Ever since I started medical school, my friends and family will often ask my opinion on a new medical recommendation they recently read online or heard on the radio. The trouble is, many times their query falls upon my clueless ears, as it is the first I am hearing about that medical study. In this last year, as I diligently pour through my medical textbooks, or almost exclusively answer my ...

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I recently was speaking to two doctors about newspapers. Neither of them subscribed anymore. “Who has time to read the paper?” they agreed. “And any news you need is free online anyway.” No big news there, right? Plenty of people -- in medicine and otherwise -- have made similar decisions since the rise of the Internet in the mid-1990s. But what was striking to me is that these were not millennial ...

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As a researcher, there may come a time when you interact with the media. It may make you cringe; for traditional research publications, we have the protection of editing, and feedback from mentors and colleagues. Interviews feel much more risky: Questions are unpredictable, and there is seldom an opportunity to polish the product before it goes into the wild. Yet, interacting with the media offers an opportunity to garner attention ...

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When I was in high school, I remember being fascinated by the television series House the medical mystery show whose title character was the doctor version of Sherlock Holmes (only with non-existent ethics and a drug problem). Back then, of course, I didn’t have much understanding of the medicine behind the show, but I was impressed by the show’s apparently realistic use of medical terminology and the way it made the ...

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If that headline sounds like it can't possibly be true, that's because it isn't.  But British comedian John Oliver did recently give Americans a great lesson in bad "science," during a segment of his show, Last Week Tonight. Oliver often uses humor to take on serious social issues.  And what could be more serious than the news that smelling farts might prevent cancer? Lots of things, actually, as it turns out that ...

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Like many of you, I have a fairly long commute. Recently, as I was driving and scanning the channels on Sirius, I landed on a talk program hosted by Dr. Laura Schlessinger -- a certified marriage and family counselor (her PhD is in physiology) with many decades of experience, a stack of best-selling advice books, and a very long running radio show. The caller was a young woman with a cheating husband and a ...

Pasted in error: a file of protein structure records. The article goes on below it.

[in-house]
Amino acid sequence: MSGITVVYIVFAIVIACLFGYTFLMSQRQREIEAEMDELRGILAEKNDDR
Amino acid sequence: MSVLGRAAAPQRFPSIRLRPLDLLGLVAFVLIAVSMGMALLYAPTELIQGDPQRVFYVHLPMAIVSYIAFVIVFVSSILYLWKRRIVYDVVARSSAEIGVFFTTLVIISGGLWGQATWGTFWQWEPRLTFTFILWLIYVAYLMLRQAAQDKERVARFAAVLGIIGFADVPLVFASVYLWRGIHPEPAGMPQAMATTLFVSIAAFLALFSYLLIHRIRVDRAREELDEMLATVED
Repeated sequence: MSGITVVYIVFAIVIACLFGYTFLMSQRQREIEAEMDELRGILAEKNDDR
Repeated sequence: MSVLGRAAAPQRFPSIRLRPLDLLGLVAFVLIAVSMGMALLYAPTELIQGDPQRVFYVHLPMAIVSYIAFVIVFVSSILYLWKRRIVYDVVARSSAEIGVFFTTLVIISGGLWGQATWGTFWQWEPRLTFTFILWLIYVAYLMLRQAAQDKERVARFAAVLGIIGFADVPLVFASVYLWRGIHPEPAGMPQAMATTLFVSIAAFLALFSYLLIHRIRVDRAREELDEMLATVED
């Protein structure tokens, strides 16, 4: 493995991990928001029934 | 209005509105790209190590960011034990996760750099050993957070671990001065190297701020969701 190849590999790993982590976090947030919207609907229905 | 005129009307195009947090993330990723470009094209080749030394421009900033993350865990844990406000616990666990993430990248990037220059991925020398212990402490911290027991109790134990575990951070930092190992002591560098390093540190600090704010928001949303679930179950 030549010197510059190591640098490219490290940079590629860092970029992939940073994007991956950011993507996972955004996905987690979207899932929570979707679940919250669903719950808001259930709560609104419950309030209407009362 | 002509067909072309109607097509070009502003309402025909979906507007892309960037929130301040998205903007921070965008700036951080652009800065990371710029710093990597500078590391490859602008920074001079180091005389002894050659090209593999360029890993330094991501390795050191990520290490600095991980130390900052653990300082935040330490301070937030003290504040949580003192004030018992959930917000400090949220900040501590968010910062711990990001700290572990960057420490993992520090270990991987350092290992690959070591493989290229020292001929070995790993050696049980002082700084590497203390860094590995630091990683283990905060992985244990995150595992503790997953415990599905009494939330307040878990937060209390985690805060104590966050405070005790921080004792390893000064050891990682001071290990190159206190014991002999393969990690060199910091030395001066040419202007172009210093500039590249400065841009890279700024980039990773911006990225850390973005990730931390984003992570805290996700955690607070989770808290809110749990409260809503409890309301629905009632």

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Comments have again morphed into an essay. And, once again, they’re in response to a blog post by Dr. Suneel Dhand: When it comes to positive change, physicians are their own worst enemy. I thought it was excellent and spot-on. My first comment read in part:

When reading this post -- before I read the comments -- I found myself silently nodding ... maybe because I agree with much ...

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I’ll just come out and say it: I love movies. OK, perhaps not the most scandalous statement of 2016. Yet after a long, stressful week of caring for sick patients, watching the big screen, spellbound by the expressive dialog and thrilling action sequences, my mind subconsciously gravitates to one thing: the medical aspects of the film. Even when one would least expect it, as in the finance and mortgage juggernaut, ...

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“Binge-Watching Television Spikes Blood Clot Risk.” This was the headline of a recent article that came out in MD Magazine.  The researchers looked at over 86,000 participants in regards to their risk of developing blood clots as it pertains to the amount of television they watch.  The average American watches five hours of television a day.  Findings indicate that those who watch television more than five hours a day are ...

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shutterstock_260155397 As a physician journalist I find myself in a very fortunate and quite unique position: I am able to reach vast numbers of Americans on a daily basis and provide them with credible (and hopefully impactful) news on health and wellness. Medical journalism is similar to the practice of medicine in that we must put the patient first. Just as physicians provide patients ...

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